To protect against discrimination on grounds of race, Equality Act 2010 ('The Act') exists.
The definition of race
Race includes colour, nationality, and ethnic or national origins. An ethnic group must have a long shared history and its own cultural tradition. There may also be other relevant characteristics that assist in establishing an ethnic group, such as: shared language, geographical descent or religion. Sikhs and Jews have established that they are an ethnic group, whereas Rastafarians and Muslims have not. Rastafarians and Muslims would however be protected by the provisions on religious discrimination.
The protection provided by 'The Act'
Who is protected?
In the employment sphere, 'The Act' applies to recruitment, employment and vocational training. It is unlawful to discriminate against someone because of race, from the initial job application process through to dismissal.
Under 'The Act', 'employment' is widely defined to include workers, those working under apprenticeships, Crown employees and members of the House of Commons and House of Lords.
If you are supplied by your employer to work for another employer (contract workers), or are an office holder (company directors and members of some independent public bodies) you will also be protected.
'The Act' extends still further to the police, barristers, partnerships, providers of vocational training, employment agencies and trade organisations, among others.
There is no opt-out clause for small employers.
What is prohibited?
'The Act' outlaws direct and indirect discrimination, victimisation and harassment. The prohibited behaviour does not have to be directly committed by the employer. In fact, employers may be responsible for the acts of their agents, as well as the acts of their employees and in some circumstances the acts of third parties (see harassment below).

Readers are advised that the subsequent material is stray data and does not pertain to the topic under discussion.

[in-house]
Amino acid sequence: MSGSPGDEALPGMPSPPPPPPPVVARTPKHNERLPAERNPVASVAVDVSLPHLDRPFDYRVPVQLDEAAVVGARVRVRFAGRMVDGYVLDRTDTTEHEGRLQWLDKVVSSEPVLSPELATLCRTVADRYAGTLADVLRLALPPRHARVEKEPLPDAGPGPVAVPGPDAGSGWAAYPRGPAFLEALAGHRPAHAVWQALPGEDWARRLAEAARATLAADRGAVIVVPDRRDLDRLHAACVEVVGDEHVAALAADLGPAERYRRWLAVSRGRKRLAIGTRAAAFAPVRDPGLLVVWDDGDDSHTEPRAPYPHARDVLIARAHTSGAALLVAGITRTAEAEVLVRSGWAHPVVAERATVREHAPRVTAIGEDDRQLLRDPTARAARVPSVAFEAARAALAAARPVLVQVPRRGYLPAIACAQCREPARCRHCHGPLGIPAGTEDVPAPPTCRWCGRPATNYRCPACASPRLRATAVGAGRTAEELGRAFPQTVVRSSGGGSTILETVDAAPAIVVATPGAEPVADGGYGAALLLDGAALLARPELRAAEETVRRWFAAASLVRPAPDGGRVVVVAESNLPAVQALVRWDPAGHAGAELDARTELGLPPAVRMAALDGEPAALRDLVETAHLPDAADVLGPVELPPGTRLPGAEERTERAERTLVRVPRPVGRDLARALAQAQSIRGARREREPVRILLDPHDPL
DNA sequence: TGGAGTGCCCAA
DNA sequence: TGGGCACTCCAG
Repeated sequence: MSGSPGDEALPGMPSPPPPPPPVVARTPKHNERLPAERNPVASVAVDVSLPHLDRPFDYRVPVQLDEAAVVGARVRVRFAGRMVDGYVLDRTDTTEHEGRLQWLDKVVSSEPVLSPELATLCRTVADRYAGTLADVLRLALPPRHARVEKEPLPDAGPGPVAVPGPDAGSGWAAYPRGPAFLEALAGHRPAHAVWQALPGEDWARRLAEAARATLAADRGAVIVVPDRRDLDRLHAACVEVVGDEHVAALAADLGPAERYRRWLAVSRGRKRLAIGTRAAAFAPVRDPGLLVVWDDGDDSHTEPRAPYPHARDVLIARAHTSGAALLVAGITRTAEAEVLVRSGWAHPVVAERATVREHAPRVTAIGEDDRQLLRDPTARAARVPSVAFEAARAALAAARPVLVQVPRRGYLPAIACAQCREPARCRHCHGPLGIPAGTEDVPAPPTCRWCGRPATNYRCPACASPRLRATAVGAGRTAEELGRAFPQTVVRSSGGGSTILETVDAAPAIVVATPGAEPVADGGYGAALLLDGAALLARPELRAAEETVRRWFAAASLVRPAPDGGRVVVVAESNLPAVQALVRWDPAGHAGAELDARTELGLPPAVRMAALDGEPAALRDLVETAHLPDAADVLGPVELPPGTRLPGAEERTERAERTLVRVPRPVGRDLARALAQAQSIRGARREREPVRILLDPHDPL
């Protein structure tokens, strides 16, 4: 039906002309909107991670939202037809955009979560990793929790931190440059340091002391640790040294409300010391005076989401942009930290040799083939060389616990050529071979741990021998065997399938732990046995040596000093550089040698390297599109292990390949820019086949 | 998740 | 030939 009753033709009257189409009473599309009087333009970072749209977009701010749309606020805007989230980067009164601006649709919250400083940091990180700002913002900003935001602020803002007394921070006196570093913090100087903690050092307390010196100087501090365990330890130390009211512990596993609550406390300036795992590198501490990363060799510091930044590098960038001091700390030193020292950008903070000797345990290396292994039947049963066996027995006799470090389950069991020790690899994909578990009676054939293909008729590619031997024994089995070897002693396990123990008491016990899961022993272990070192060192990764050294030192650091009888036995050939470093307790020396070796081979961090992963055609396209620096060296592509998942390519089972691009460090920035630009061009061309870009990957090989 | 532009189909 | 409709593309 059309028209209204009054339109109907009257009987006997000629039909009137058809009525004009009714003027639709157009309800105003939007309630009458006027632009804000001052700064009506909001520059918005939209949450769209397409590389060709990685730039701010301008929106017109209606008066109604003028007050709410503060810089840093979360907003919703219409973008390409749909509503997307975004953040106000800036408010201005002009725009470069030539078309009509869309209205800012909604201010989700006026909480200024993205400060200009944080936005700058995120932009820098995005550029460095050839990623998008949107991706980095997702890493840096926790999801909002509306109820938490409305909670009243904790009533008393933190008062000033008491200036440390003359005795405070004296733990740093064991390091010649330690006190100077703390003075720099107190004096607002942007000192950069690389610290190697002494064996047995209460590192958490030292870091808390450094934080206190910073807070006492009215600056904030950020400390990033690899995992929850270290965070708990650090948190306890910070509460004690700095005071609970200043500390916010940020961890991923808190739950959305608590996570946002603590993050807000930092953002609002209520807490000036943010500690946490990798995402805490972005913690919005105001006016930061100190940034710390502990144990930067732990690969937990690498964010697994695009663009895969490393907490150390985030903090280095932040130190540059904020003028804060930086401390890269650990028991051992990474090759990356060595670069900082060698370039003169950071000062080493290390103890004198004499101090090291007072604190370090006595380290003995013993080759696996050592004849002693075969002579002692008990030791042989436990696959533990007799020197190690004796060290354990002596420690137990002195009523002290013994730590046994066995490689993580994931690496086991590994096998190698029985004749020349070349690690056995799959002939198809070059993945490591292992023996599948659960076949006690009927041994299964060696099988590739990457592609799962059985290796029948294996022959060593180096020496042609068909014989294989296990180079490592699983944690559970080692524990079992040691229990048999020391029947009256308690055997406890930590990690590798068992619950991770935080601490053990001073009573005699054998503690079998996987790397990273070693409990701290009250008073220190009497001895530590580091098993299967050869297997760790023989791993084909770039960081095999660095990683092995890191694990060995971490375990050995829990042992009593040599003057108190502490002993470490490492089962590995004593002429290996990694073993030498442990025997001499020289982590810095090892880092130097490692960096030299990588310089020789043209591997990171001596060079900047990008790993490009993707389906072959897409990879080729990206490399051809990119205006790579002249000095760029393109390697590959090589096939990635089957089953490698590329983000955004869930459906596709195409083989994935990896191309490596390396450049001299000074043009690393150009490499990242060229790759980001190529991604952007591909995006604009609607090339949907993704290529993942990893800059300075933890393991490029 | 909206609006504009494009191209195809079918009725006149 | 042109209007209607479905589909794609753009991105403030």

'The Act' also extends in limited circumstances to discrimination after the working relationship has ended. For instance, if a former employer provides a discriminatory reference, or refuses to provide a reference at all, because of a person's race, this could amount to unlawful discrimination. This is a type of claim that can also be brought in an Employment Tribunal and we can assist you with it. There are strict time limits to adhere to.
There are 4 main types of discrimination that can occur. The Act defines them as:
It is unlawful to treat a person less favourably because of race. In order to succeed in a claim of direct discrimination, you must show:
- That you have been treated less favourably because of race,
- That you were subject to disadvantage or detriment as a result of that treatment.
'The Act' requires that 'like must be compared with like', so the less favourable treatment must be compared with that of someone of a different race, known as a comparator. Your comparator must be a person who in all other respects is in a similar or 'not materially different' position to you. The comparator can be a real person or hypothetical.
There is no need to show motive or intention behind the discriminatory treatment as it is accepted that discriminatory treatment can be unconscious. Further, it does not matter if the discriminator shares the race of the individual being discriminated against.
The less favourable treatment does not necessarily have to be because of your race. For example, someone who is treated less favourably because of his wife's or parents' race would be protected.
'The Act' also protects those who are treated less favourably because of their perceived race. One example of this is where someone who is non-white is treated less favourably because he is perceived not to be British.
'The Act' provides that a person also discriminates if an arrangement or feature relating to the employment (technically known as a provision, criterion or practice (PCP)) is applied or would be applied equally to all employees, but: